“Thy will be done” Matt 6:10
Before I jump in today, I want to ask you to read this with grace. The following comments are not intended to injure, insult, or mock, but to open your heart and mind and consider another point of view. If you cannot read on with grace and an open heart, please stop reading now. If you read with grace and disagree – that is great! I disagree with many of my closest friends, so you are in good company.
(one more confession here – I have rewritten this about 5 times now trying to get my what is in me out without sounding like a crazy person)
OK – Here we go
Jesus uses this phrase or one very similar in 2 places. Here, where He is teaching His disciples to pray, and again in the Garden of Gethsemane. We have taken His use in the Garden, and applied it to many situations where I believe it is actually hindering our prayers.
First, let’s understand that in the case of Jesus and the cross, this was a non-negotiable with the Father. In fact we understand that Jesus was the lamb slain before the foundation of the earth. (Rev 13:8) He was submitting to the will of the Father in an unbelievably unreasonable situation. The Father was actually asking Him (Jesus) to do something that was going to, for the first time ever, separate Him from the presence of the Father. God was asking Jesus to do something so horrible that the Father would no longer be able to look on His only begotten Son. He (the Father) would be forced to forsake – turn His back on – His beloved Son.
Next let me also assure you, I get that James said we should make our plans for the future with the will of God in mind – I will see you tomorrow, “Lord willing” - I am not struggling with this.
(Apply grace here!)
OK, here is my thing. We take these wonderful words of Jesus, and tag them on to the end of our prayers and use it to undermine our faith. How so? (you may be asking) Consider:
But let him ask in faith, nothing wavering. For he that wavereth is like a wave of the sea driven with the wind and tossed. For let not that man think that he shall receive any thing of the Lord. A double minded man is unstable in all his ways. (James 1:6-8 KJV)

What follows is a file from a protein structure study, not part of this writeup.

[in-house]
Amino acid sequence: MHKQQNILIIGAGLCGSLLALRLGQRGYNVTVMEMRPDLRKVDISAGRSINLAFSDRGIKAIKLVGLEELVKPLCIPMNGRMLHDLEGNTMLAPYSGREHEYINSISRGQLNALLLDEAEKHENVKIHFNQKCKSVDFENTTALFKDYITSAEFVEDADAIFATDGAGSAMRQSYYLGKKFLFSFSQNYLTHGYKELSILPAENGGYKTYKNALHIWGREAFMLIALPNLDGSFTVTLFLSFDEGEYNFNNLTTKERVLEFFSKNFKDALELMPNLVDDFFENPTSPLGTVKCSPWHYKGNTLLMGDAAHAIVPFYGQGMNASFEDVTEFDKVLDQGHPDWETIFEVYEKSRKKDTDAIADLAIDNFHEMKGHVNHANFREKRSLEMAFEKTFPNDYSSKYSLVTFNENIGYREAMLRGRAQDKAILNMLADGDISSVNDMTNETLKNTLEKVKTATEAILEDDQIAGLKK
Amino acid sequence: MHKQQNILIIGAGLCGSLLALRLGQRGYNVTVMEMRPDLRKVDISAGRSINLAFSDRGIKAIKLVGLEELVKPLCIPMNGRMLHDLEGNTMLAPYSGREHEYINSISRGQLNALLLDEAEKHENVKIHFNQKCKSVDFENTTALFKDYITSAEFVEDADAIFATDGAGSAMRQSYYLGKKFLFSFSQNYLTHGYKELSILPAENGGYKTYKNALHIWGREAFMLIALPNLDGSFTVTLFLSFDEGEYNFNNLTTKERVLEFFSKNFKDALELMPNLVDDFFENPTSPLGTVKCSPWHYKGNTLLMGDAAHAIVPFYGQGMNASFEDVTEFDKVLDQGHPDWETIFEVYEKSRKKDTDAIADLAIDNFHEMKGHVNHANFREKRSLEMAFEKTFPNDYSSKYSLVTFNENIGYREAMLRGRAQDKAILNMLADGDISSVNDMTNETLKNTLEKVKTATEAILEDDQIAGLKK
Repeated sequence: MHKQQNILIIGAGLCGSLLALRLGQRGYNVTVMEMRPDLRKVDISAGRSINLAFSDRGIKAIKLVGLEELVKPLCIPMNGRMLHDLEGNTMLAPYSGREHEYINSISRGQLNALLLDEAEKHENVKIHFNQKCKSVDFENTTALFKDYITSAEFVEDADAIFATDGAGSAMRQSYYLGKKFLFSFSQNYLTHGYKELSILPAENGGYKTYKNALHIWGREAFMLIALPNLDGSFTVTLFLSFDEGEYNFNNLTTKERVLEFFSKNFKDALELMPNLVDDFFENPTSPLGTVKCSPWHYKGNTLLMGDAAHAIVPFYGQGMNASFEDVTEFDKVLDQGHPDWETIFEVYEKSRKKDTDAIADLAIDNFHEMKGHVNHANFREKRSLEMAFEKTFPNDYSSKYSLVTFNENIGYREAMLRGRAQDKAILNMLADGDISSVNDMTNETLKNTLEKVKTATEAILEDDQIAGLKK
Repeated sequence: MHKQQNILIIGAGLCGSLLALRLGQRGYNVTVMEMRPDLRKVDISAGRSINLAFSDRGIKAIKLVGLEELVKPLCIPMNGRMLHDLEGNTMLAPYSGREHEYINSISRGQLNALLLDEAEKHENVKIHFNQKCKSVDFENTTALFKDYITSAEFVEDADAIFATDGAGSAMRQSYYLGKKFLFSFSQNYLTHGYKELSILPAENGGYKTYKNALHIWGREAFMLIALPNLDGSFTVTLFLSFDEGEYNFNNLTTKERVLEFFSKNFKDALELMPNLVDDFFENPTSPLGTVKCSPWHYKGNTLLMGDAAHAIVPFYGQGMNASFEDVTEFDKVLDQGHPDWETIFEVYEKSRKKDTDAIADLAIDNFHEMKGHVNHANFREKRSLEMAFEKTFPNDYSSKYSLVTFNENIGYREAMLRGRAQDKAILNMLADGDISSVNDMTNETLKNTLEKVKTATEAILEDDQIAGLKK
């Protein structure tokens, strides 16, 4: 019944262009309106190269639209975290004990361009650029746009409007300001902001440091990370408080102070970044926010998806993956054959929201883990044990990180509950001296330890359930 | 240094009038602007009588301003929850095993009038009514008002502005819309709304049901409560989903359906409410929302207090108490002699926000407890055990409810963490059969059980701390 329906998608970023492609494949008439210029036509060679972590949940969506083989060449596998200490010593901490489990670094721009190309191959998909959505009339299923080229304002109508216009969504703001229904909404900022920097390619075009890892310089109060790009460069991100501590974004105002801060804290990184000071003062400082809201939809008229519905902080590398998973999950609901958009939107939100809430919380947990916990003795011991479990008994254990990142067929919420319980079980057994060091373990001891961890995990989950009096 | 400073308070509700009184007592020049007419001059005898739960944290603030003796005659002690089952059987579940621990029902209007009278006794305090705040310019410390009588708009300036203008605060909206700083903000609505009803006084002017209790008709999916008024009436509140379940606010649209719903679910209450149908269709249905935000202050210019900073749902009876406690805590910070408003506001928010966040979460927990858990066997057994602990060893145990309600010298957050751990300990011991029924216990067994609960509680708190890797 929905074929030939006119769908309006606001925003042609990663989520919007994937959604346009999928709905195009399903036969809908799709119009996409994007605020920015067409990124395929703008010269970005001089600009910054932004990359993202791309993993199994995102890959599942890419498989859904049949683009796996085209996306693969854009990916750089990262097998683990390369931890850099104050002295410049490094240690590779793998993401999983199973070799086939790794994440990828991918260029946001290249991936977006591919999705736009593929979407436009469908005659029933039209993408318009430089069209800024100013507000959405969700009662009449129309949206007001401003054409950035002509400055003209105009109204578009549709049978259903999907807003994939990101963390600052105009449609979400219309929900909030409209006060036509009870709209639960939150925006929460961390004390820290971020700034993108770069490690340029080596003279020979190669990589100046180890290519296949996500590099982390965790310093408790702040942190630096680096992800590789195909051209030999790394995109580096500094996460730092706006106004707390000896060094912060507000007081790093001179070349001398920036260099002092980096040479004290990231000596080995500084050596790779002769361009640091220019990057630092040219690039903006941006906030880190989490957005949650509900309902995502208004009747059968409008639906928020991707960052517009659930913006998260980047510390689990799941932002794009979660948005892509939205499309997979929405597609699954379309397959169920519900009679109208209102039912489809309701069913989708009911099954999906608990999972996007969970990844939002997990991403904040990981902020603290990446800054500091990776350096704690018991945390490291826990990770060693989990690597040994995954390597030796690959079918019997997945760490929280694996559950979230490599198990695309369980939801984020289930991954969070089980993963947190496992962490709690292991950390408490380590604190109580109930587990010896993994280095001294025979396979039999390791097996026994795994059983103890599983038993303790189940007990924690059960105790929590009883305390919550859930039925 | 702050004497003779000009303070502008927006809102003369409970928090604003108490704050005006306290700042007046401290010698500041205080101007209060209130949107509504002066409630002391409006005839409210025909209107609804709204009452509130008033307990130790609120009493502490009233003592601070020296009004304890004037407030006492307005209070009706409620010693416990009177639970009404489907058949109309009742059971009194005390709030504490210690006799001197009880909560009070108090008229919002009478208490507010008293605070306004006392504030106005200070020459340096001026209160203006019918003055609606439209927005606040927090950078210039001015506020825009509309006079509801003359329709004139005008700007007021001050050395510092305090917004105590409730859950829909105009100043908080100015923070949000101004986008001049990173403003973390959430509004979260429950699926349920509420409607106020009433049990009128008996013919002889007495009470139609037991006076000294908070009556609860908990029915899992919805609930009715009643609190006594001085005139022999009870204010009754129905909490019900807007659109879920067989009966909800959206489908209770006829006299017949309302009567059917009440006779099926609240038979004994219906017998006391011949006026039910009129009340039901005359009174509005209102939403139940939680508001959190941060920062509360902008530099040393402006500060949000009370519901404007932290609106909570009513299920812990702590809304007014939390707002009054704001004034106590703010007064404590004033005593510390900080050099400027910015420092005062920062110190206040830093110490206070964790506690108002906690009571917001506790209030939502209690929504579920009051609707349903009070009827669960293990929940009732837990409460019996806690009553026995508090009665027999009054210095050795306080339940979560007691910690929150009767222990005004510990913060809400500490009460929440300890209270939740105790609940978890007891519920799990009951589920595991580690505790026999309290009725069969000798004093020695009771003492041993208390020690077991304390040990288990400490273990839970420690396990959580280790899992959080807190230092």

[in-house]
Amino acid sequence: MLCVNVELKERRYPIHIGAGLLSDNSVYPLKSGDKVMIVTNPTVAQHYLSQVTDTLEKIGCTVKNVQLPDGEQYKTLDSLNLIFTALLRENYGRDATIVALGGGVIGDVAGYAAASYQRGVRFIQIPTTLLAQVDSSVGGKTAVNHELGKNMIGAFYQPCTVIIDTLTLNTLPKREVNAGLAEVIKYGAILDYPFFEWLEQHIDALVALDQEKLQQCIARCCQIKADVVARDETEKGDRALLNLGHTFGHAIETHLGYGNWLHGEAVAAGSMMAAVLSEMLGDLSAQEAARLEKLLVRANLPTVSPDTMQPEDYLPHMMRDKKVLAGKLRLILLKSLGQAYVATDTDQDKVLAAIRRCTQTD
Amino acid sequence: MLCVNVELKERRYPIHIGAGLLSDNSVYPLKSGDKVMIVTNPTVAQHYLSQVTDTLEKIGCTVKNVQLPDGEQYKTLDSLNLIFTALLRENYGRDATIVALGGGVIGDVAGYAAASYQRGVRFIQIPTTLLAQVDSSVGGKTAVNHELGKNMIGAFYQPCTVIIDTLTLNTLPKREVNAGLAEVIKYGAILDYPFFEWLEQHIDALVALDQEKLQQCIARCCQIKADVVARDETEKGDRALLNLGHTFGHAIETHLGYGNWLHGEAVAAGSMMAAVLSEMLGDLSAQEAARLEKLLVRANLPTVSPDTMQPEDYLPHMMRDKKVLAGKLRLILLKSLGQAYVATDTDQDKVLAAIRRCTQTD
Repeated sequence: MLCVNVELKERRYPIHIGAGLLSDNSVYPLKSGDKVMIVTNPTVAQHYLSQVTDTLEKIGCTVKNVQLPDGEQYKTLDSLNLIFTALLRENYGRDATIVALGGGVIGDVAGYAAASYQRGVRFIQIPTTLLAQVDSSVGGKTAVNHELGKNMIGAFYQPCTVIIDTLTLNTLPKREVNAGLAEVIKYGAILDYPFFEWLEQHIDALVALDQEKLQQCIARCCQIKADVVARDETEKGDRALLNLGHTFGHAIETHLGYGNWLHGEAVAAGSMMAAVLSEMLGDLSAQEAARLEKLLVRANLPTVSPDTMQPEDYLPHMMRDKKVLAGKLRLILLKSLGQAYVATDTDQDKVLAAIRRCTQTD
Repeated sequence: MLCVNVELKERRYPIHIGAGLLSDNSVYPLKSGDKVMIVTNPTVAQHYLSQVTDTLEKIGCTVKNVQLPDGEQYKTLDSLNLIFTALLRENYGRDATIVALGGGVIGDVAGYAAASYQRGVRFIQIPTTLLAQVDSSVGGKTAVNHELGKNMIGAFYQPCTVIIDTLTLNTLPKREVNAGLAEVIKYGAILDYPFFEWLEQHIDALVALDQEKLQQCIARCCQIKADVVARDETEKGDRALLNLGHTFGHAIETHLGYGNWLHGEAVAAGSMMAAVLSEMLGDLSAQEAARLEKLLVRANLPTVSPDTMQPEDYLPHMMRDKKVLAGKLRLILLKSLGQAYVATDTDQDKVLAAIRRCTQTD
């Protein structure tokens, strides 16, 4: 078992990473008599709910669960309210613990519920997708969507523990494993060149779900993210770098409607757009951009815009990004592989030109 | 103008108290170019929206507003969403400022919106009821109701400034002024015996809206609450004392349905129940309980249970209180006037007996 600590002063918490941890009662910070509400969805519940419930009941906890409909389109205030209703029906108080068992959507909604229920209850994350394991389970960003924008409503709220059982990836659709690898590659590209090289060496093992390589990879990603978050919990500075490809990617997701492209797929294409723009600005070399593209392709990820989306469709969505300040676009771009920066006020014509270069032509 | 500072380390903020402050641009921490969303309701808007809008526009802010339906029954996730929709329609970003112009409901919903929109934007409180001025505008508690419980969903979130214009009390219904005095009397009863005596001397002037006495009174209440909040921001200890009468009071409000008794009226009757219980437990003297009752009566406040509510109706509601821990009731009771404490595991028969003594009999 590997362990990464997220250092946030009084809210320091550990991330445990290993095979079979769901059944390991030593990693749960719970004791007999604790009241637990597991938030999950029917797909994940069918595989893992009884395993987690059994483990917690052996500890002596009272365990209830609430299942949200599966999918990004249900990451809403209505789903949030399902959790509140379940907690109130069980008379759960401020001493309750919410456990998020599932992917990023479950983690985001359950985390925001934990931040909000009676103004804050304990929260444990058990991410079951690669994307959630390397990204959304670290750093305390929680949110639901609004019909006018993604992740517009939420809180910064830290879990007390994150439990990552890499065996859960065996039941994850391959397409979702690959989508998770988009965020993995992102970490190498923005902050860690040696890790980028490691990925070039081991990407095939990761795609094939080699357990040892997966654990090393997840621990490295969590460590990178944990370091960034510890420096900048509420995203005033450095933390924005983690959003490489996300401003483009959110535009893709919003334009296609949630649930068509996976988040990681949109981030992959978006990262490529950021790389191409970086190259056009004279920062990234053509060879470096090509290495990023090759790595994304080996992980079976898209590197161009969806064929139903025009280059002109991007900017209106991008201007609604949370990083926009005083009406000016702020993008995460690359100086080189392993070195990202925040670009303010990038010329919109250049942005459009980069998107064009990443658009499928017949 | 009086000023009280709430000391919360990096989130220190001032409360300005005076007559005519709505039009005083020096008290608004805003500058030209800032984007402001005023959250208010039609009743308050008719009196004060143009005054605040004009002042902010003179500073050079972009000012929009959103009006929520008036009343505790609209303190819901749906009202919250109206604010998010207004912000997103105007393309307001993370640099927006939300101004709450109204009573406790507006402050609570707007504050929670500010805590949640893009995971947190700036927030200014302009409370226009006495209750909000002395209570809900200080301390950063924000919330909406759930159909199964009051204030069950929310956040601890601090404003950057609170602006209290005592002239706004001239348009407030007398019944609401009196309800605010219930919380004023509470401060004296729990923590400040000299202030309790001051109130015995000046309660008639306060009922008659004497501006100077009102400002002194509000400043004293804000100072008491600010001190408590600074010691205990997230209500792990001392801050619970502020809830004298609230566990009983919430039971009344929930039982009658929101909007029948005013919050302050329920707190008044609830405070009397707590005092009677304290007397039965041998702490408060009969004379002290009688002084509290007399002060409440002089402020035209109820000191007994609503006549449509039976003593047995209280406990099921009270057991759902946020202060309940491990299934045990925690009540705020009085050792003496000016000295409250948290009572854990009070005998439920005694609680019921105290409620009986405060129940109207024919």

This word that the KJV translates as “wavereth” in many translations is doubt, but the Greek word here is diakrinō which has the idea of being in an argument, and by the context it is talking about being in an argument with yourself. The phrase “double minded” James uses in verse 8 clears it up for me.
James is telling us that if a man is asking God (in this case for wisdom, which is promised and clearly God’s will for us) but is double minded in his approach to the Father, we should not let him expect to receive anything from God. Strong words!
Think about Jesus’ parables about the woman who needs bread at night, or the woman who presses the judge for justice. In both cases she takes her desired end, and presses her desired result and only what she wants. She does not go to her neighbor and say “May I have a loaf of bread, if it is your will?” and then go away and see what happens. She knocks, and knocks and knocks and knocks and knocks and persists with her request until she has what she desires of the Lord.
When I was in High School my family was part of Fourth Presbyterian Church in Bethesda MD, where Richard C. Halverson was pastor. I remember him teaching on the idea of Jesus’ words “If you ask Me anything in My name, I will do it.” in John 14:14. He said if the thing you most desire is a million dollars and you ask God for a million dollars every day, God will either get the million dollars into your hands, or change the desire of your heart.
My exhortation here is this: If you have a strong desire in your heart, or a pressing need in your life, approach the Father with a single mind. Press for it, and be relentless. If what you are asking for is not the will of God, and you continue to enter his courts (with thanksgiving and praise) with your request, I am convinced you will either receive what you are asking for, or continued exposure to the Father will change your desires to fit His will.
Tagging your prayer with “if it be Thy will” can undermine your resolve and leave you in a place where you cannot receive anything from the Lord (according to James.) Jesus’ parable of the unjust judge in Luke 18: 1-8 ends with His question “when the Son of Man comes, will He find faith on the earth?”
Pray in faith, nothing wavering, and trust God to fix it if you are way outside His will. [Tweet This].
Thanks for reading today, and thanks for extending me grace. If you really think I have missed it, let’s talk about it – leave a comment and we can reason together.